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Examples of Cybercrimes

By Carlos Gamino

The phrase cybercrime really covers a lot. It can refer to any number of crimes that a person uses a computer or connected device to commit, as well as a crime that targets a computer, network or connected device. But what are some examples of cybercrimes? This guide lists three.

Examples of Cybercrimes

Some of the most common cybercrimes include password trafficking, cyberbullying and cyberextortion. Here’s a closer look at each.

Password Trafficking

Password trafficking is a crime in which a person uses a computer or computerized device to steal another person’s passwords, and it’s a form of cybercrime. Here’s an example:

A person creates a program that sends emails that look a lot like emails that come from a well-known financial institution. The emails ask users to visit a site and enter their online login information. Though the users don’t know it, they’re actually entering their online login information to a sham site – one that’s not related to their bank at all. The person who created the program then collects this information. Even if the person does not use the information they collect, they can be charged with (and convicted of) a cybercrime.

Related: Is computer hacking a crime?

Cyberbullying

Cyberbullying is bullying that occurs online rather than in-person or through other mediums. Acts of cyberbullying in Wisconsin can be charged as harassment. Here’s an example:

Two people disagree on some fundamental issues, and both are in the same Facebook group. One person decides to spread rumors about the other in the Facebook group, and several people pile on and say mean, rude and hurtful things to the victim. They write harassing comments and send her messages about the disagreement, as well as share private or embarrassing photos online. The original person who spread the rumors and everyone who “piled on” can be found guilty of cyberbullying, depending on their roles (including what they each said) in the online activity.

Related: What is the penalty for computer hacking?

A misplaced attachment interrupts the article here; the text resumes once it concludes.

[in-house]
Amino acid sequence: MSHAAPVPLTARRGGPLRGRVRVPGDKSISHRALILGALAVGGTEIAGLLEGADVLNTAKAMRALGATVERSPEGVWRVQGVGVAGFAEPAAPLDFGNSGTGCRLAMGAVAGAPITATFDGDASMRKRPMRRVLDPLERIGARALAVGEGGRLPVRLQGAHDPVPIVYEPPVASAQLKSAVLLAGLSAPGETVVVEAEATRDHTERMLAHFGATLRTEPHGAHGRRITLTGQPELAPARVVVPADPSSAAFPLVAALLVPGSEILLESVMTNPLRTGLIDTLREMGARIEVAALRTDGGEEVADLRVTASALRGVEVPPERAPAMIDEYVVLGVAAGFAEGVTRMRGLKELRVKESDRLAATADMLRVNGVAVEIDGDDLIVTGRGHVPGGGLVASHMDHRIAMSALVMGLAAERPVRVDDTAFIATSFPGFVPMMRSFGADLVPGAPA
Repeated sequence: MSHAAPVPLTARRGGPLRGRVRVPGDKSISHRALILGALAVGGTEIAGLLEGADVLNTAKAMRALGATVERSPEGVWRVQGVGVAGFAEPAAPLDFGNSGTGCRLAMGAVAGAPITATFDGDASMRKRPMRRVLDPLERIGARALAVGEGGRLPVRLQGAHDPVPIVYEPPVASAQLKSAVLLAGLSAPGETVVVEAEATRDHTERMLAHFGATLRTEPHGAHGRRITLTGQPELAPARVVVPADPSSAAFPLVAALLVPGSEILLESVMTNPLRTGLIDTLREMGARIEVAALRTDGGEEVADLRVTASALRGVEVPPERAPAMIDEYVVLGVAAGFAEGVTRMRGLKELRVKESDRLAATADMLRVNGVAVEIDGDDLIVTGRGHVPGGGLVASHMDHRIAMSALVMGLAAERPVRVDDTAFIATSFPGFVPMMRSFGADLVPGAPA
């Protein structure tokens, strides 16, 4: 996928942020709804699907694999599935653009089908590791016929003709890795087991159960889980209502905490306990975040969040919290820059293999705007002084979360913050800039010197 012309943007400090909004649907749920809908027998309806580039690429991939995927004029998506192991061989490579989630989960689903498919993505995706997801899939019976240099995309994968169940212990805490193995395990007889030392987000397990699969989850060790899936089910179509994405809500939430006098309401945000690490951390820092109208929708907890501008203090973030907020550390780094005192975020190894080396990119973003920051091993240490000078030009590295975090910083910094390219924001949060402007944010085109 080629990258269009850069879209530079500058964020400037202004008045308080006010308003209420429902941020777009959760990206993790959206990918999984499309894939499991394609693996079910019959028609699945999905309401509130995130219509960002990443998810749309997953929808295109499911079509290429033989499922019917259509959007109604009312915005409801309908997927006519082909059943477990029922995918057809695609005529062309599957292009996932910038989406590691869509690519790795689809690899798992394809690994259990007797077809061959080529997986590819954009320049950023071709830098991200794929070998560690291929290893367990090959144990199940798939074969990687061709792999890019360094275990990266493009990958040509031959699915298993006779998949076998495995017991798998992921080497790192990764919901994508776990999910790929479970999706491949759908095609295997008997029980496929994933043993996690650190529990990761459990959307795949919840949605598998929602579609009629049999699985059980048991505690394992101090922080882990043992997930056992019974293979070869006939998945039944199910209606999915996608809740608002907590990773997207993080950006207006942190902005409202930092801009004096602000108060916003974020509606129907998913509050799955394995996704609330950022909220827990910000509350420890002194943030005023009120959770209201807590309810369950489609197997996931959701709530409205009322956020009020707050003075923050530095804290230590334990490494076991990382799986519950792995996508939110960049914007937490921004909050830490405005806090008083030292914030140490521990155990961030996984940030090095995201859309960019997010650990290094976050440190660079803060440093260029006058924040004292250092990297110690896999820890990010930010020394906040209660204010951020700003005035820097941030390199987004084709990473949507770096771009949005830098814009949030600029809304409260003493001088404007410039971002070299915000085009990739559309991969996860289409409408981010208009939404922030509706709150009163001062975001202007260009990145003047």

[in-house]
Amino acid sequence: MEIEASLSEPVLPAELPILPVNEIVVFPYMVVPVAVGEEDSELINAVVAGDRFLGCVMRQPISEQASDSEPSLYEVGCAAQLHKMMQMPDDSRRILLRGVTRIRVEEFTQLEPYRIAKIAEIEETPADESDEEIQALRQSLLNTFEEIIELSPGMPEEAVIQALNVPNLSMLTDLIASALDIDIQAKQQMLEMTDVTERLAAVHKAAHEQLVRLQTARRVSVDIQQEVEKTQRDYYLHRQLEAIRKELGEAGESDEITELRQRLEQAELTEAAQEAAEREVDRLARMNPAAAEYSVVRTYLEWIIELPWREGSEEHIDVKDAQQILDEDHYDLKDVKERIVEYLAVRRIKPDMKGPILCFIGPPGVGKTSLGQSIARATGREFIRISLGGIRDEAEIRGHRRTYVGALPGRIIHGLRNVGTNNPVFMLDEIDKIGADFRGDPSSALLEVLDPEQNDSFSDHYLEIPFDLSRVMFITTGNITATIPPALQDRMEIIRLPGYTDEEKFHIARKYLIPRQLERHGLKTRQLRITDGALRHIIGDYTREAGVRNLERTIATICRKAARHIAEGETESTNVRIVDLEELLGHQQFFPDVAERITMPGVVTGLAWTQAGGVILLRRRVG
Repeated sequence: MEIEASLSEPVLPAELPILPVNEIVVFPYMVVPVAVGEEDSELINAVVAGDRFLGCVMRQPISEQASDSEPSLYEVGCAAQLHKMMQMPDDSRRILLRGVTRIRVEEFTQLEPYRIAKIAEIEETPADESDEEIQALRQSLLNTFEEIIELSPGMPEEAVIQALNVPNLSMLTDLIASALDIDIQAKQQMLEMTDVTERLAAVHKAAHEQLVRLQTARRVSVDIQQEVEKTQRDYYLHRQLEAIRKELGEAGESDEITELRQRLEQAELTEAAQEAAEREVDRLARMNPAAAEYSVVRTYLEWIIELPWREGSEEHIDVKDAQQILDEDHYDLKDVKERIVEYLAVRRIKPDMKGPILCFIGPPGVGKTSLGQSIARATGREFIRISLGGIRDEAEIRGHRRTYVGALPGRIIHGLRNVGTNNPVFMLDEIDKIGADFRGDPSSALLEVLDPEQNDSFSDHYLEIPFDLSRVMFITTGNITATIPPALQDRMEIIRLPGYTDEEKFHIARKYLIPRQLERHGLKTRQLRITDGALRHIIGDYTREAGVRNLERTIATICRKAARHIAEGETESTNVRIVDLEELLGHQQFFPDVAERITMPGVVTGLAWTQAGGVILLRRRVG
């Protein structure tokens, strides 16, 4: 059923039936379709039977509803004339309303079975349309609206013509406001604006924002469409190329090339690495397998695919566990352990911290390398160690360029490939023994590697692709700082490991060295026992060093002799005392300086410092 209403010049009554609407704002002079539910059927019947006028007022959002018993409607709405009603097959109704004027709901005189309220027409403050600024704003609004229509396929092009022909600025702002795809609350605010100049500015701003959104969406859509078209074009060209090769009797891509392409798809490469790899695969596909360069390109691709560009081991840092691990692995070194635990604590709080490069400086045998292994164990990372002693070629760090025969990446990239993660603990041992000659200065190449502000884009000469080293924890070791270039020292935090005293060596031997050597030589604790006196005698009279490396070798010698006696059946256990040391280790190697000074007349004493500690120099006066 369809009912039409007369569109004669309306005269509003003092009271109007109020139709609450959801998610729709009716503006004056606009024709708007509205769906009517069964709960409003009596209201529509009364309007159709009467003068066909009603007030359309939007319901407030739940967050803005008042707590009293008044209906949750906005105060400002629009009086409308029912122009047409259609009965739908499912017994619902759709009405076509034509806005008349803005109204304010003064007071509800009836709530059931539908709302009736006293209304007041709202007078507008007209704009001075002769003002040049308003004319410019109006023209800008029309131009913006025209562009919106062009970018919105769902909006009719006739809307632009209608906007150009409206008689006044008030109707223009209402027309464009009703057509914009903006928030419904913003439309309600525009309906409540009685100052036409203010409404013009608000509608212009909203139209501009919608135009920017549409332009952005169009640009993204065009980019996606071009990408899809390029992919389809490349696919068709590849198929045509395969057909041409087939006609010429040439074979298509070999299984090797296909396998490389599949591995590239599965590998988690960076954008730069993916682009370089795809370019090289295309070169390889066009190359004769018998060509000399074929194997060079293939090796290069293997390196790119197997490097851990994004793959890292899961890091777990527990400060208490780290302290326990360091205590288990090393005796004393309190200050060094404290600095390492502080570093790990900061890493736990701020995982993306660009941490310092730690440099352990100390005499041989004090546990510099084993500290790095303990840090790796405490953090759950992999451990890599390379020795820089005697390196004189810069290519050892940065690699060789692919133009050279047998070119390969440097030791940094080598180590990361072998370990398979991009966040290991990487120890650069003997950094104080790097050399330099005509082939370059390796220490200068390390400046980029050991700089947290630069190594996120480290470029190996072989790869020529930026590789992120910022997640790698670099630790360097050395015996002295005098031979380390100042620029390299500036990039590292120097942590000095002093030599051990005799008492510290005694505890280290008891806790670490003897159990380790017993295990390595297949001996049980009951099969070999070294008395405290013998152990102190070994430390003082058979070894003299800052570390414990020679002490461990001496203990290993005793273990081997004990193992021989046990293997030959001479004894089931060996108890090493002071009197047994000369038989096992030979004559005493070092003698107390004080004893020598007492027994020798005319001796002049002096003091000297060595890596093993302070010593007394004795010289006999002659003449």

Cyberextortion

Cyberextortion is the act of shaking down one or more people. That means demanding payment to prevent some type of malicious activity. Here’s an example:

You receive an email that says someone has accessed your browser history. The person who claims to have done so says that if you pay them a certain amount of money, they won’t release what they’ve discovered to everyone in your address book. This can occur whether or not the person actually has access to your browser history or your personal information; in many cases, the person has no information and is simply trying to trick a victim.

Have You Been Accused of a Cybercrime?

If you’ve been accused of committing a cybercrime, you need to know that the penalties of a conviction can be very harsh – and it may be in your best interest to get in touch with a cybercrime defense attorney right away. Call our office at 414-383-6700 to schedule your free consultation now; we may be able to help you.

Attorney Carlos Gamino

By |2022-01-28T13:16:41-06:00December 14th, 2021|Criminal Law|Comments Off on Examples of Cybercrimes

Types of Cybercrimes in Wisconsin

By Carlos Gamino

If you’re like many people, you’ve heard that computer crimes – often called cybercrimes – come with serious penalties. But what, exactly, are cybercrimes, and what are the punishments associated with them? This guide explains.

Types of Cybercrimes in Wisconsin

There are several types of cybercrimes. Generally, if you use a computer, phone, tablet or other connected device to commit a crime, it can be considered a cybercrime in Wisconsin. Additionally, if the target of a crime is a computer or another connected device, your crime may be considered a cybercrime. These are some of the most commonly charged cybercrimes in our state:

  • Email and internet fraud
  • Identity fraud
  • Theft of financial data, such as credit card and account numbers
  • Theft and sale of corporate data
  • Cyberextortion (extorting money to prevent a cyberattack)
  • Cryptojacking (mining cryptocurrency using resources you don’t own)
  • Cyberespionage (spying)

Each of these crimes is punishable under Wisconsin law – and the penalties may be harsher than you think.